Please use this identifier to cite or link to this item: https://www.arca.fiocruz.br/handle/icict/31507
Title: Trypanosoma cruzi transmission in the wild and its most important reservoir hosts in Brazil
Authors: Jansen, Ana Maria
Xavier, Samanta Cristina das Chagas
Roque, André Luiz Rodrigues
Affilliation: Fundação Oswaldo Cruz. Instituto Oswaldo Cruz. Laboratório de Biologia de Tripanosomatídeos. Rio de Janeiro, RJ, Brasil.
Fundação Oswaldo Cruz. Instituto Oswaldo Cruz. Laboratório de Biologia de Tripanosomatídeos. Rio de Janeiro, RJ, Brasil.
Fundação Oswaldo Cruz. Instituto Oswaldo Cruz. Laboratório de Biologia de Tripanosomatídeos. Rio de Janeiro, RJ, Brasil.
Abstract: Trypanosoma cruzi (Kinetoplastea: Trypanosomatidae) infects all tissues of its hosts, which along with humans, include hundreds of mammalian species in the Americas. The epidemiology of T. cruzi has been changing in that currently the majority of the cases and/or outbreaks of Chagas disease occur by the ingestion of comestibles contaminated by T. cruzi metacyclic forms. These cases/outbreaks occur in distinct regional scenarios, mainly in the Amazon biome and are related to the local interaction mode of humans with their surroundings, as well as with the overall local ecological peculiarities. As trypanosomiasis caused by T. cruzi is primarily a zoonosis, understanding the variables that influences its transmission in the wild as well as the role played by the extant fauna in the maintenance of the parasite, is critical in establishing control measures. Here, we present the results of our studies of T. cruzi infection of free ranging wild mammalian fauna in the five biomes of Brazil, a country of continental dimensions. From 1992 up to 2017, we examined a total of 6587 free-ranging non-volant wild mammal specimens. Our studies found that 17% of mammals were seropositive and 8% of all animals displayed positive hemocultures indicative of high parasitemia and, consequently, of infectivity potential. We observed that opossums, mainly Philander spp. and Didelphis spp., the coati Nasua nasua, the capuchin monkey Sapajus libidinosus and the golden lion tamarin Leontopithecus rosalia, were mammal taxa that demonstrated higher rates of positive hemocultures. Additionally, Didelphis spp. demonstrated to be a competent bioaccumulator of TcI diversity. Chiroptera were distinguished for hosting the greatest diversity of species and genotypes of Trypanosoma spp. Additionally the observation of the higher host range of some Trypanosoma spp., shows the need to reassess the ecology of representatives of the taxon. Altogether, our results showed that each locality, may display distinct enzootiological and epidemiological scenarios that must be taken into account when it comes to establishing control and/or clarification campaigns of the local population.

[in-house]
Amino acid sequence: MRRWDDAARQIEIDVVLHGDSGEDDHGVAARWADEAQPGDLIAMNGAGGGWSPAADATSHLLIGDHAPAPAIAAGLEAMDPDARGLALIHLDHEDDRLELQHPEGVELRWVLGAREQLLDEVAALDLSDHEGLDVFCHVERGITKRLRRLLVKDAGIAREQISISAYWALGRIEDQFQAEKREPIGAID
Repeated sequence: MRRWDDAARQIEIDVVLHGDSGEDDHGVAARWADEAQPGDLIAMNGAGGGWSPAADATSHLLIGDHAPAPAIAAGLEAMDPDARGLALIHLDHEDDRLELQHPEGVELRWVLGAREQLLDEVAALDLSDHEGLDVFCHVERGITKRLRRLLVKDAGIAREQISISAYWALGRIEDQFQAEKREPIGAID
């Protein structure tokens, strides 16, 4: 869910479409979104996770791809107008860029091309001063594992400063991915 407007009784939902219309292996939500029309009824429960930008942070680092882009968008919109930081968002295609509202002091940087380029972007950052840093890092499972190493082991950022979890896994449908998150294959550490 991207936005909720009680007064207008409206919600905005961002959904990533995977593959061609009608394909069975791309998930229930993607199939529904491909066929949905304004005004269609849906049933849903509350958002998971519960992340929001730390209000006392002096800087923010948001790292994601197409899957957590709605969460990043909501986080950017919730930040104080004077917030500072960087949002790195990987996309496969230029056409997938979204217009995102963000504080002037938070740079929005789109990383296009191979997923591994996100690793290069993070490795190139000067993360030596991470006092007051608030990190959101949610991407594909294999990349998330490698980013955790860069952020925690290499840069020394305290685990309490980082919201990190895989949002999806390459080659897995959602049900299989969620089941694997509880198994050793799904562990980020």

Keywords: Trypanosoma cruzi
Wildlife reservoirs
Opossums
Primates
Carnivores
Transmission cycle
keywords: Trypanosoma cruzi
Gambás
Primatas
Carnívoros
Ciclo de transmissão
Reservatórios de fauna silvestre
Issue Date: 2018
Publisher: BMC
Citation: JANSEN, Ana Maria; XAVIER, Samanta Cristina das Chagas; ROQUE, André Luiz Rodrigues. Trypanosoma cruzi transmission in the wild and its most important reservoir hosts in Brazil. Parasites & Vectors, v. 11, n. 502, p. 1-25, 2018.
DOI: 10.1186/s13071-018-3067-2
ISSN: 1756-3305
Copyright: open access
Appears in Collections:IOC - Artigos de Periódicos

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